Thanks to the intensive force feeding of American culture to our society by the plethora of US made movies and TV shows we consume every day of our lives, many couples have incorrectly come to regard the TV way as the traditional way.
In the American way, the bride is preceded by her attendants. The result is in some cases, a great long procession, where the bride eventually makes it to the alter.
I well remember one ceremony where this now common way of entry ended in farce as a result. The bride had a large train on her dress, which became the colour of the grass and dirt it was dragged over.
As she neared the “handing over” position, her attendants all saw the mess and suddenly broke ranks and dashed to do something - too late, the whole thing was a mess. The attendants “clogged” that part of the procession and it all became a total farce. Had the bride followed British tradition, all would have been well and her train remained clean.
At another wedding, there were so many bridesmaids, the wedding music ran out, the fellow in charge of that couldn’t get the CD re-cued and the bride arrived to nothing. On another occasion, the music was replayed three times before the bride made it to the front!
With the groom waiting on his own at the alter, the groomsmen meet their equivalent bridesmaid at the entrance to the church and escort her to the front. The attendants to be furthest rom the bride and groom enter first.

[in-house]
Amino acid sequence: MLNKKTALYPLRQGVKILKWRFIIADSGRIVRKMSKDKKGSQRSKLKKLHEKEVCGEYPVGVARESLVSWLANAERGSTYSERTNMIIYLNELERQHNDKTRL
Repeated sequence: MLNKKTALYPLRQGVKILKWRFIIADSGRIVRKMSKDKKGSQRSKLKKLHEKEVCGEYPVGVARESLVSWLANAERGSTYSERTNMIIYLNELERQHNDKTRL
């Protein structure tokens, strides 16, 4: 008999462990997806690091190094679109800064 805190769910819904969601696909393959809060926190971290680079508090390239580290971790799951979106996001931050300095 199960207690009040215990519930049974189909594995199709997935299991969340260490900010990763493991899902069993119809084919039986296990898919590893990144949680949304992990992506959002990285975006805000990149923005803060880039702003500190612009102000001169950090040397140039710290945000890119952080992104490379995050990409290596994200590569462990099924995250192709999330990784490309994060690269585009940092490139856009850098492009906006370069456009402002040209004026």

Flower girls and page boys precede the attendants.
Lastly in is the bride and her escort, who “hands” (gives away) the bride to the groom. You should consider the history of the “giving away”concept.
In that ancient Scottish way, every one is waiting by the roadside for you, even your groom. We all know you are coming because the piper steps out in front of your vehicle 100m down the road and pipes you the rest of the way.
On arrival, your groom steps forward and opens the car door for you. After your Dad comes around from the other side of the vehicle, you link arms with both your groom and your Dad (or Mum) as well. Then, when everyone is ready, the pipers leads off playing his bagpipes, followed by the celebrant, with you behind and everyone else following behind you
I have had brides easily adapt this format to a conventional ceremony with outstanding results.
In many Asian cultures, the bride and groom walk in together. In my Buddhist ceremonies, I would expect the bridal couple to walk in together and, in most cases, with myself leading them in.
For the bride who wants to be the “star of the show”, she would be by following British tradition.
How often do we see a wedding where there are simply too many attendants; by the time they all file in, then the bride arrives, it is all an anti-climax. With such a long entry procession, many guests are simply glad it’s all over!
However, with the “flower princesses” directly leading the bride in, she is be the absolute star as her attendants all fuss around behind her keeping her train off the ground and doing what they are meant to do.
Then, there is this ridiculous thing that some bride’s carry on with when using the American way, in which they expect their attendants to lead in by slow marching - slow, sliding step forward, hold a moment, then slide the other foot forward.
The military spend numerous hours drill training as professionals to get it right. Believe me, unless all of you were in the cadets at school and were trained how to do it, forget it! It looks simply stupid when rank amateurs try it.